Prefabs are quickly becoming my version of porn. If I’m not careful, I could spend all day cruising the internet, looking to be titillated the latest and sexiest designs. Each one has its own unique allure, its own enormous capacity for satisfaction.
Take the Perrinepod House. The 411 on this hottie claims it can be built in three days and that its heavy pre-cast, pre-stressed concrete walls can withstand tornadoes and earthquakes. Sufficiently teased by this claim, I look more closely and find that while the walls in most standard houses have an insulation R value of 1.9, the ones on this baby are a staggering 6.8. That’s the kind of statistic that could get a prefab junkie’s blood boiling. Not only does it provide sufficient shelter, it stays cooler in the summer and warmer in the winter.
We’ve seen the container house and the pop up coffee shop, but what about the container construction shelter? Conceived by Dublin-based designer Richard Barnwall, the Linx is a two-story break room comprised of four 20-foot shipping containers. Easily shippable (obviously) and erectable, this temporary structure seems to have everything a construction worker would need, including (it seems) luxury. No more blue porta-potties, the Linx comes equipped with a bathroom, a changing room with showers, office space and a lunchroom. (Evidently Barnwall doesn’t advocate sleeping on the job because there’s no nap room.)
Taking portable buildings to the extreme, Puma (the shoe company) hired the Architecture firm Lot-Ek to design a 11,000 sq. Ft mobile store, which they would send around the world on a cargo ship, accompanied by some Puma Sail boats.
Lot-Ek took 24 standard shipping containers, retrofitted and transformed them into what they are calling Puma City. The building was even built with international travel in mind, meeting international building codes, dramatic climate changes, plug-in electrical and HVAC systems and ease of assembly. This industrial tri-level super store, has an open design, with built in shelving, recessed lighting, large expansive outdoor decks and seems perfectly suited as a night club.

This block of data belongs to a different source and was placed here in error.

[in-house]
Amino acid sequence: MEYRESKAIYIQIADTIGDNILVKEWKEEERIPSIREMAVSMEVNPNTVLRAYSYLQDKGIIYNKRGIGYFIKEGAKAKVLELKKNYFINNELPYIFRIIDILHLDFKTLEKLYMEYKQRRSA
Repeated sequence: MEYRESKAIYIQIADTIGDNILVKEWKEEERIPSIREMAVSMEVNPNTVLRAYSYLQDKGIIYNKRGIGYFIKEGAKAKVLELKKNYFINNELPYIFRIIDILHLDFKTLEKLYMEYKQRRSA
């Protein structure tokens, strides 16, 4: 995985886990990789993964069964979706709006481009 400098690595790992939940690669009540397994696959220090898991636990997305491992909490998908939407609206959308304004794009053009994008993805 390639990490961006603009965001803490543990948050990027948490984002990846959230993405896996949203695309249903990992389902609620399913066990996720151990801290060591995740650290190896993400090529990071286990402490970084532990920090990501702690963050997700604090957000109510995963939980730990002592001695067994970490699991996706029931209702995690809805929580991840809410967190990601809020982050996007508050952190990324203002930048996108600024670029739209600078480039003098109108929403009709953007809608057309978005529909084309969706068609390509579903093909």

The time of the green prefab is quickly approaching. And the bright young minds of emerging architects are clearly focused on the key elements, which make a modern green building so appealing. Design, form, function and sustainability. Elements which make up the core of this house. But this shiny new green home wasn’t built in Venice California, or even Portland Oregon. No this one is in the dry desert just outside of Phoenix Arizona, at the Frank Lloyd Wright School of Architecture.
The building was designed and built by students of Taliesin West, in collaboration with Venice based Architect Jennifer Siegal and the schools Dean, Victor Sidy.
The building was constructed on site, using pre-fab structural insulated panels, know as SIP panels. A SIP panel is typically made by sandwiching a core of rigid foam plastic insulation between two structural skins of oriented strand board. This type of system allows the entire shell of the building to be delivered on a truck and erected in just a few days.
I’m not sure what I like more: the weeHouse website or the weeHouse itself. As far as prefabs go, the weeHouse is similar to the Micro-compact in that it arrives by truck, factory-built and ready to live in, and it can be set down just about anywhere. Even on your roof.
Framed in wood and steel and floored in sustainable bamboo, the house is can be as simple or as complex as you need it to be. From the LiveRight studio apartment-sized to the 2 bedroom SleepTight, the weeHouse was “inspired by sustainable design principles such as building small and efficiently.” But unfortunately, that’s about as “G” as the wee gets in the base model. If wee want greener materials and systems (solar, a green roof, etc.) wee have to request them.
I like aluminum – or aluminium, depending on which side of the ocean you live on – especially the 12-ounce variety. I also live near an aluminum plant and I know how much electricity is needed to extract the metal from the ore. So, when I heard that some folks in Japan were going to start building homes with aluminum, I was skeptical.